Visiting in virtual reality

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The big question

Are 360-degree cameras useful in creating educational materials and/or media for future viewing?


We have looked at flat images of events since the advent of the camera. While a picture may well be worth 1,000 words, it still leaves us flat. Literally and figuratively.

360-degree video and imagery is much more immersive. The viewer can look around, much like in the real world, and examine the total environment. In some cases this is enough, but XR also gives us the ability to add clickable hotspots to the images that contain additional information. This turns a 3D image of a simulation laboratory into a guided tour of the lab. It turns a single 3D image into a room in a building from which the viewer can explore further rooms.

Goals and objectives

Determine the educational value of 360-degree images

  • Select courses that could benefit from 360-degree tours and work with the faculty to define the needs.
  • Record 360-degree images and augment them with hotspots to denote important concepts.
  • Test with the students and collect feedback.

Determine the value of 360-degree video

  • Select events that may make valuable 360-degree videos.
  • Record the videos and post where they can be viewed.
  • Collect feedback and assess the value of the videos.

Piloting the idea

Pilot work

360-degree cameras were used to record various events and take still images of rooms and areas. Here is what happened at the pilot school.


The following schools are contributors to this pilot:

Winona State University

360-degree video was taken at a graduation ceremony. The recording happened right before the pandemic and has not been evaluated for its value.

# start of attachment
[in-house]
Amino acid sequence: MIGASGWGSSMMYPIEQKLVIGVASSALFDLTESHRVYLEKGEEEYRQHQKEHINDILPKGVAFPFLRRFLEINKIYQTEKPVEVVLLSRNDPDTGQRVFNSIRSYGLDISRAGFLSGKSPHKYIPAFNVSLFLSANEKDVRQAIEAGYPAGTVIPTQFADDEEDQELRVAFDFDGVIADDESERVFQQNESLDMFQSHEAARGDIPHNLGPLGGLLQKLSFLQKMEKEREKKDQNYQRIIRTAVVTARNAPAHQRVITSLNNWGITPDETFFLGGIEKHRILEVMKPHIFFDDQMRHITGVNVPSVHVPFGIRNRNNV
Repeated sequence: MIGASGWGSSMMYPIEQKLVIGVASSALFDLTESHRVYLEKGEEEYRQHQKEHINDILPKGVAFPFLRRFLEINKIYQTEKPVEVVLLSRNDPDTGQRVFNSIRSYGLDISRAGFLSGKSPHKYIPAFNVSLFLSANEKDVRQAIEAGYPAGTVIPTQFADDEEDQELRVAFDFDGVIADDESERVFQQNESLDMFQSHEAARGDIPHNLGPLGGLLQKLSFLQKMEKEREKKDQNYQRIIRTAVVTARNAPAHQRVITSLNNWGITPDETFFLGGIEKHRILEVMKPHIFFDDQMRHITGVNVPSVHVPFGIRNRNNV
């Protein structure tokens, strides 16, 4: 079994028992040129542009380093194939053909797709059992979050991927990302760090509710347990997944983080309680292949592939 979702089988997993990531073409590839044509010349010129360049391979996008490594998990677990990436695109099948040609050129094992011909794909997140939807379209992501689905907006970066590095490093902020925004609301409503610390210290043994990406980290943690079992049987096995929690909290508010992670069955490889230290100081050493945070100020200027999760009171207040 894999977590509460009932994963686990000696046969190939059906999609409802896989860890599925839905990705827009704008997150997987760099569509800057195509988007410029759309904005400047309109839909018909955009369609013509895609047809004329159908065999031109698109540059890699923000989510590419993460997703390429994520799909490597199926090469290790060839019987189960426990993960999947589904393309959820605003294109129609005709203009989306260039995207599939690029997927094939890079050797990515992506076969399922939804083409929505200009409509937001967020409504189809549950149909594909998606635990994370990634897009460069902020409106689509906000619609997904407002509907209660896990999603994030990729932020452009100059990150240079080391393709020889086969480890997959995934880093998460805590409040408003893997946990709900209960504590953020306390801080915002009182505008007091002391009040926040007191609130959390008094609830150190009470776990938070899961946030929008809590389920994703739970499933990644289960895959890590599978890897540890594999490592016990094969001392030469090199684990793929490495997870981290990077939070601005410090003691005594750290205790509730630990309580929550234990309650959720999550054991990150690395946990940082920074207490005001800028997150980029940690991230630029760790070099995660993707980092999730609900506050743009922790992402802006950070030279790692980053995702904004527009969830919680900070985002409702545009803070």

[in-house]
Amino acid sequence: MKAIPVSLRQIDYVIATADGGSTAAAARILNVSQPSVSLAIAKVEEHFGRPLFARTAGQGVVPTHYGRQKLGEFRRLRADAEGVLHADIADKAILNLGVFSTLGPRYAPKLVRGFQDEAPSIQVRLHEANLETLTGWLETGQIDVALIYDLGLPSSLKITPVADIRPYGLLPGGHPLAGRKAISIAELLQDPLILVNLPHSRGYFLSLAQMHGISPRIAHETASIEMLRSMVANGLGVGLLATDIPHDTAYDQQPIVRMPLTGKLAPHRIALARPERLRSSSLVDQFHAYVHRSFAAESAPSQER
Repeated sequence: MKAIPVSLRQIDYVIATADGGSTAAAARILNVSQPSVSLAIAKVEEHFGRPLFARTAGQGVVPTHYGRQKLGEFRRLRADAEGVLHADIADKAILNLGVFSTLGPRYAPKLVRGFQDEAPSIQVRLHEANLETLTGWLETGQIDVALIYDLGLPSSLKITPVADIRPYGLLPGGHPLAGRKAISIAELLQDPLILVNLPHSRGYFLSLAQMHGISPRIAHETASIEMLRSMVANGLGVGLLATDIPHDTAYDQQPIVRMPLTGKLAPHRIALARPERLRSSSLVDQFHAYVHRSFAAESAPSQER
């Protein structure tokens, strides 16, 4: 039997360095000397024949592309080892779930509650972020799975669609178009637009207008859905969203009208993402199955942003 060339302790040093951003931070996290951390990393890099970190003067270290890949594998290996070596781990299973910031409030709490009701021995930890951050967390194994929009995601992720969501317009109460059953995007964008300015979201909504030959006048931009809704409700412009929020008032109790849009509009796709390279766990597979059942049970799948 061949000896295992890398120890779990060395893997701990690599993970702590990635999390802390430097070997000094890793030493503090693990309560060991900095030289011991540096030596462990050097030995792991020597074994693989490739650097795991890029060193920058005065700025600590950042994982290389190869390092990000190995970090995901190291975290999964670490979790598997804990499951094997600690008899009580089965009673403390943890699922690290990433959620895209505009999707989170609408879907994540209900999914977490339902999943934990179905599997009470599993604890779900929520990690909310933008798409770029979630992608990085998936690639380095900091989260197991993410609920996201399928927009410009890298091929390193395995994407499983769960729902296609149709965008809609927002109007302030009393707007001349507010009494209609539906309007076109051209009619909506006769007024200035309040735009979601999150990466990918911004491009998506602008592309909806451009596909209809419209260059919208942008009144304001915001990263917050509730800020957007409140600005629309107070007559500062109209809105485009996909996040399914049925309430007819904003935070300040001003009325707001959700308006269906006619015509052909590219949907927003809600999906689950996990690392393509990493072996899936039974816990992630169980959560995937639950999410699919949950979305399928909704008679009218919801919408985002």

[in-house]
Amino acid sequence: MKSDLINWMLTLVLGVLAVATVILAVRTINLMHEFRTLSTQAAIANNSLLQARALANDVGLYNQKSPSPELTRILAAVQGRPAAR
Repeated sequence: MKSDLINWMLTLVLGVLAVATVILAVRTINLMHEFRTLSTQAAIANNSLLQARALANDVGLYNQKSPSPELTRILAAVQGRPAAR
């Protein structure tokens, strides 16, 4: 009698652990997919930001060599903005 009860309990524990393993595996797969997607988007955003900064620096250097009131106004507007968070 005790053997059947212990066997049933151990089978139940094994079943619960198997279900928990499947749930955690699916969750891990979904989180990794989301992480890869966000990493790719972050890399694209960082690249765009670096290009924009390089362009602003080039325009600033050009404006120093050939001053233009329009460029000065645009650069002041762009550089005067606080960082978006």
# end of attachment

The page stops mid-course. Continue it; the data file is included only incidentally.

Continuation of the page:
360-degree still images are being taken in labs in the Nursing areas. These images will be edited to include hotspots and will be used a training tools in future classes.


A listing and review of the cameras used in the pilot is TBS.

Assessment vehicle

Assessment is incomplete at this time.

Recommendations and observations

To be supplied...

Tell us your story

  • Do you have experience with augmented or virtual reality in the classroom?
  • Did something in this article help you make a decision about your curriculum or cause you to try something new?
  • Do you have questions about this project or the results?

Please share any experience, reactions, or questions with us so we can add to the content of this article and make it more relevant for the next person. Email your input to and we will add it to this article. Thanks.

More information

Want more information on the McLAB or have an idea you would like to pursue? Contact Norb Thomes at (507) 457-5043 or

Overview of the McLAB

Read the full overview of the Mobile Computing Laboratory project.

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